Robert Mueller has spoken.
In his own tepid, cautious, institutional style, the former Special Counsel has testified before two House committees completely within the four corners of his report and left no room for argument on the following:
- Russia interfered in our election, one of "the most serious threats" against democracy in his eyes.
- The Trump campaign benefited from this interference, although the amount of lies and obfuscation during the investigation from various parties made it impossible for Mueller to conclusively determine if Trump was a willing accomplice or an unwitting tool of the Russians.
- All along the investigation, Donald Trump made various moves to slow down or kill the investigation (aka "obstructing justice") into Russia interfering in our election, ostensibly because he felt it threatened his own position, but because of the OLC memo saying that presidents cannot be indicted, Mueller chose not to go further than to document ten different events that may be pursued for further indictable charges.
There are other takeaways that anyone with critical thinking skills could come away with (like how the Republicans have ZERO interest in preventing Russia from interfering in our elections again and Louis Gohmert is the dumbest person in Congress), but let's stick with Mueller's testimony.
After Mueller's testifying before the the Judiciary and Intelligence committees, the two chairmen, plus Speaker of the House Nancy Pelosi and Oversight Committee chair Elijah Cummings held a press conference. Some assumed or hoped that the Democratic leadership would be announcing the imminent impeachment inquiry.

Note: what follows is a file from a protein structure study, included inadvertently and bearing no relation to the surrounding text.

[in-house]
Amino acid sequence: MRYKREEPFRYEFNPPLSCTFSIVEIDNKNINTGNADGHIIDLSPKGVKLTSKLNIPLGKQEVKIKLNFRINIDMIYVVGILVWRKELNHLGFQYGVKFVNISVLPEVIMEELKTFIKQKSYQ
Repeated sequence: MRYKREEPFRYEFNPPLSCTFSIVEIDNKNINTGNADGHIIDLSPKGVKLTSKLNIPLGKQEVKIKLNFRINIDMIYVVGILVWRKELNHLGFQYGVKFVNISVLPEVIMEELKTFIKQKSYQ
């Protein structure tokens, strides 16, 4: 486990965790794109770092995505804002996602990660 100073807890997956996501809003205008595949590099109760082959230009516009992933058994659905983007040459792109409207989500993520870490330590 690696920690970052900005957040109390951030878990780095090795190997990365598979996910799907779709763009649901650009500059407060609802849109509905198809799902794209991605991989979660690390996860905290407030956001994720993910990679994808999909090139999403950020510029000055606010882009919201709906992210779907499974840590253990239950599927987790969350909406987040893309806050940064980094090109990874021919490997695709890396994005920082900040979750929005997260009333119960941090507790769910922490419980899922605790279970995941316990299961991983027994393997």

But that didn't happen. Leadership reiterated how Mueller reinforced what they've said all along. But they stayed frustratingly close to the edge of calling for the opening of an impeachment inquiry without fully leaning in.
Instead, Cummings put out a plea:
And they're going to ask the question, 'What did you do when we had a president who knew the rules and knew that our Founding Fathers had done a great job of creating a constitution and had put in all the guardrails but never anticipate that we would have a president that would just throw away the guardrails?'
And that's why what happened today is so critical. It was a giant step in making sure that the American people were -- got a picture of all of this and hopefully, will look toward the future and say, 'We're not going to have this.'
It's not about liking the president; it's about loving democracy. It's about loving our country. It's about making a difference for generations yet unborn. That's what this is all about, and I'm begging -- i'm begging--the American people to pay attention to what is going on.
That may sound like a whole lot of nothing, but let me overlay some math on this:
At this point, there are less than 100 congresspeople supporting the opening of an impeachment inquiry. That's not to say that the congresspeople (Republicans included) believe that Trump is honest or even remotely fit for office. But they are listening to consultants, pollsters and pundits who are constantly normalizing Trump's malfeasance.
They need to hear from YOU.
It's really easy to throw Nancy Pelosi under the bus and blame her for the reticence towards impeachment. But the one thing Pelosi knows how to do is count votes. And we don't have the number of votes we need.
So Cummings and the rest of the leadership are begging to hear from you. They're begging you to talk to your neighbors and co-workers and friends and ask them to call too. Go to town halls during this summer break. Reach out to their local offices.
We have to pay attention to OUR responsibility in this democracy. It's up to us to tell our representatives how best to represent us.